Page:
Top 5 CCPA Privacy Do’s (and Don’ts)

by | Jan 1, 2021

There is a lot of talk about legal privacy requirements, the steps to implement a privacy program and technology that can assist.  Here is a list of what we consider the Top 5 Privacy must do’s or don’ts.

1. Get rid of personal information that does not have a business purpose

The most important and least costly thing that a business can do to comply with privacy regulations is to reduce the volume of personal information stored by the business. This is called data minimization.  In one stroke, this action reduces the risk of a data breach, reduces the work to establish and maintain a privacy program and reduces the work and cost to respond consumer requests.  Know the purpose, restrict the use of personal information and delete personal information (PI) that does not have a clear purpose. This is mandated in the CPRA amendment to the California Consumer Privacy Act, the CCPA. That will not be enforced until January 1, 2023, but starting today is good for the business and it will be required.

2. Implement “reasonable” security practices and procedures

Privacy laws require that businesses implement reasonable security practices and procedures.  These need to be reasonable to the business and reasonable to protect the personal information of California residents. These are steps that a knowledgeable person would take that would be fair to the business and fair to the individuals.  They would include implementing administrative, technical and physical safeguards. After eliminating unnecessary PI, this is the next most important thing to do to protect the business (and residents).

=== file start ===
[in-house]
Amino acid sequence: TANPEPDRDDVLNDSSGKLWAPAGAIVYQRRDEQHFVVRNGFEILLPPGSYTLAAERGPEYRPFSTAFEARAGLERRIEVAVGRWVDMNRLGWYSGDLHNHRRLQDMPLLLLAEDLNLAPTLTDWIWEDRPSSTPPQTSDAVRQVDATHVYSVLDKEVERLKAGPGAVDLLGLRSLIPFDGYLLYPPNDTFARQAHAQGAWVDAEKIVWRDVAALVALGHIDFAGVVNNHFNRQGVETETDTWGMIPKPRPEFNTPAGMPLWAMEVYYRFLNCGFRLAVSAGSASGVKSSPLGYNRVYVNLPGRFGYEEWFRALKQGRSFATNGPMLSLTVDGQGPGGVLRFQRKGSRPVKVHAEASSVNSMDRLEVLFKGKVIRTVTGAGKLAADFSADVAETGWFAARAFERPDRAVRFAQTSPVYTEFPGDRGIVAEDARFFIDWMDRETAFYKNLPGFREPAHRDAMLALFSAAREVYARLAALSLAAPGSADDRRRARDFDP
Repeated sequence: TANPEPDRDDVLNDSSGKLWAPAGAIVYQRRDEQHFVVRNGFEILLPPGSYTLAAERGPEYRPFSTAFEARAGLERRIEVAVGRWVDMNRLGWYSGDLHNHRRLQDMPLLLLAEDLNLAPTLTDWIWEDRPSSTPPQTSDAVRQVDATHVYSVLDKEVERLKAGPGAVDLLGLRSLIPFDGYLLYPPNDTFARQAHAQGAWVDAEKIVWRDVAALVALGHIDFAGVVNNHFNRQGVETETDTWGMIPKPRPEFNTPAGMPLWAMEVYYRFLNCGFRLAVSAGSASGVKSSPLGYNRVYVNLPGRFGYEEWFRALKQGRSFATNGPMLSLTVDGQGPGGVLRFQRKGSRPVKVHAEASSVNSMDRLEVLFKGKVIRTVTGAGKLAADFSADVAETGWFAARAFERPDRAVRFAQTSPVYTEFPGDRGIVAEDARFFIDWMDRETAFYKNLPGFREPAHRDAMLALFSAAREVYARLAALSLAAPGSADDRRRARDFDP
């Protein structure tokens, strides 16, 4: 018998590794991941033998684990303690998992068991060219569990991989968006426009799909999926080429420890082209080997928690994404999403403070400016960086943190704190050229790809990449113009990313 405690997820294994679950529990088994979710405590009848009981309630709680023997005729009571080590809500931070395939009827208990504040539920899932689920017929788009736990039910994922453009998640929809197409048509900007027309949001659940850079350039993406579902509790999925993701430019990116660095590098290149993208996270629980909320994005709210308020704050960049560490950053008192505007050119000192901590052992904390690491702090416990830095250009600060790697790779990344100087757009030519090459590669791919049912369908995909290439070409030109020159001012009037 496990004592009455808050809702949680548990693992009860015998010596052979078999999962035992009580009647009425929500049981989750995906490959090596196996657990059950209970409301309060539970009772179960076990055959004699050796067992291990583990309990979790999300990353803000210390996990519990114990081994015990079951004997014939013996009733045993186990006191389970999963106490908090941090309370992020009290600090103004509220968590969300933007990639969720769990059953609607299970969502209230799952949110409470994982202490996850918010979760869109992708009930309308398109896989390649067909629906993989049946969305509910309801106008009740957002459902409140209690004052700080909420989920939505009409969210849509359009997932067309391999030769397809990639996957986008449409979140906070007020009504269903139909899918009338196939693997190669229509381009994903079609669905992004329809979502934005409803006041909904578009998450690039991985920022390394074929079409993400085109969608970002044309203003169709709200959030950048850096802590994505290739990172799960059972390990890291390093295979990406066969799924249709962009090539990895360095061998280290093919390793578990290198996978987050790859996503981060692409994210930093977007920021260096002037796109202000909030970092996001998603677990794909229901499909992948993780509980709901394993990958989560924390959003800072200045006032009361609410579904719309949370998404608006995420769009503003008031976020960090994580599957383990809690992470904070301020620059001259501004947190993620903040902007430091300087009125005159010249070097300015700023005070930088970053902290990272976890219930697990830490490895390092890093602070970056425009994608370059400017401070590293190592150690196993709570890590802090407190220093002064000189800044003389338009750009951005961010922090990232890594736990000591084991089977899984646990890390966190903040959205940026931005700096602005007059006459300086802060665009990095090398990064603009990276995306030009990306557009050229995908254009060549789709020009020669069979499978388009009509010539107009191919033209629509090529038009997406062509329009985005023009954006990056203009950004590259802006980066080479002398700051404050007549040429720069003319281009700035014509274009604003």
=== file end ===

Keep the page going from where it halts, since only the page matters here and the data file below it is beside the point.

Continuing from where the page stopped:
3. Don’t advertise to the world that your company is non-compliant

Every business that must comply with a privacy law like the CCPA is required to provide a readable privacy notice to residents.  The purpose of the privacy notice is to let residents know what PI is being collected, why it is being collected, who it is shared with and their rights. The privacy notice must be displayed publicly and for those businesses that have websites, the notice must be available on the website. If your business is required to comply and it does not have an accessible privacy policy, you are advertising to the world that you are not compliant.

4. Deliver on your self-regulation promise

A privacy notice is considered an agreement with consumers. Businesses that do not comply with their own privacy notice are breaking their agreement.  Be smart.  Say what you do and do what you say.

5. Accept that security and privacy is not a one-time event

Wouldn’t it be nice if you just needed to become compliant one-time and could then just forget about privacy and security requirements?  But to serve customers and to be competitive, businesses change what data is collected, what applications are used and where personal and sensitive information is stored. There are outside changes also.  Laws change and security threats change. As internal and external change occurs, businesses need to keep track of what PI is collected, its purpose, where it is stored, how they protect PI, notify and how they respond to resident requests about their PI. The least expensive way to deal with these changes is to focus on the Must Do #1 – if you don’t need it, don’t keep it. Otherwise, to minimize cost, we recommend that businesses take iterative steps to update their privacy and security programs.

#CCPA #Infosec #cybersecurity #privacy #GDPR

Other posts that may interest you:

https://assuredspc.com/2-steps-to-ccpa/

https://assuredspc.com/what-is-reasonable-security/